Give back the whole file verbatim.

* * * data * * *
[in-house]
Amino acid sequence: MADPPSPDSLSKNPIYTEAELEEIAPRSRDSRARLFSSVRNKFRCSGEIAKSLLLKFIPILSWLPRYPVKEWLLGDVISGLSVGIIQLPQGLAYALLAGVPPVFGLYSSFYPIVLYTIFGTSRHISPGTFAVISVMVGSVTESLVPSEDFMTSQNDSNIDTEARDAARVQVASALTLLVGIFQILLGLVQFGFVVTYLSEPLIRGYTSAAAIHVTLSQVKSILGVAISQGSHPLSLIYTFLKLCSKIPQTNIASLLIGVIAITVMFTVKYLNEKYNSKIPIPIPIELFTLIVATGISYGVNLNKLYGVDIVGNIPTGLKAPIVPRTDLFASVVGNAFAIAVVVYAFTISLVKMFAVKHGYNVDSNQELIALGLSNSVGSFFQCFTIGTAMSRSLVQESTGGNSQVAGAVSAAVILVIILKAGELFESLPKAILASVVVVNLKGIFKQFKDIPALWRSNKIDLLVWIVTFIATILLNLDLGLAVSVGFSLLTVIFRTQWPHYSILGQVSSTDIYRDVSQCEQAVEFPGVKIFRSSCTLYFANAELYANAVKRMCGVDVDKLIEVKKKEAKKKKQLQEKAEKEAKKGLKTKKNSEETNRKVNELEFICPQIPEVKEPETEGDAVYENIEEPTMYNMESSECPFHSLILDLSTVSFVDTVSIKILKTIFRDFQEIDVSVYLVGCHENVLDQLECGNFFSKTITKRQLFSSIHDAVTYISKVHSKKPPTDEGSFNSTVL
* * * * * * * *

[in-house]
Amino acid sequence: MADPPSPDSLSKNPIYTEAELEEIAPRSRDSRARLFSSVRNKFRCSGEIAKSLLLKFIPILSWLPRYPVKEWLLGDVISGLSVGIIQLPQGLAYALLAGVPPVFGLYSSFYPIVLYTIFGTSRHISPGTFAVISVMVGSVTESLVPSEDFMTSQNDSNIDTEARDAARVQVASALTLLVGIFQILLGLVQFGFVVTYLSEPLIRGYTSAAAIHVTLSQVKSILGVAISQGSHPLSLIYTFLKLCSKIPQTNIASLLIGVIAITVMFTVKYLNEKYNSKIPIPIPIELFTLIVATGISYGVNLNKLYGVDIVGNIPTGLKAPIVPRTDLFASVVGNAFAIAVVVYAFTISLVKMFAVKHGYNVDSNQELIALGLSNSVGSFFQCFTIGTAMSRSLVQESTGGNSQVAGAVSAAVILVIILKAGELFESLPKAILASVVVVNLKGIFKQFKDIPALWRSNKIDLLVWIVTFIATILLNLDLGLAVSVGFSLLTVIFRTQWPHYSILGQVSSTDIYRDVSQCEQAVEFPGVKIFRSSCTLYFANAELYANAVKRMCGVDVDKLIEVKKKEAKKKKQLQEKAEKEAKKGLKTKKNSEETNRKVNELEFICPQIPEVKEPETEGDAVYENIEEPTMYNMESSECPFHSLILDLSTVSFVDTVSIKILKTIFRDFQEIDVSVYLVGCHENVLDQLECGNFFSKTITKRQLFSSIHDAVTYISKVHSKKPPTDEGSFNSTVL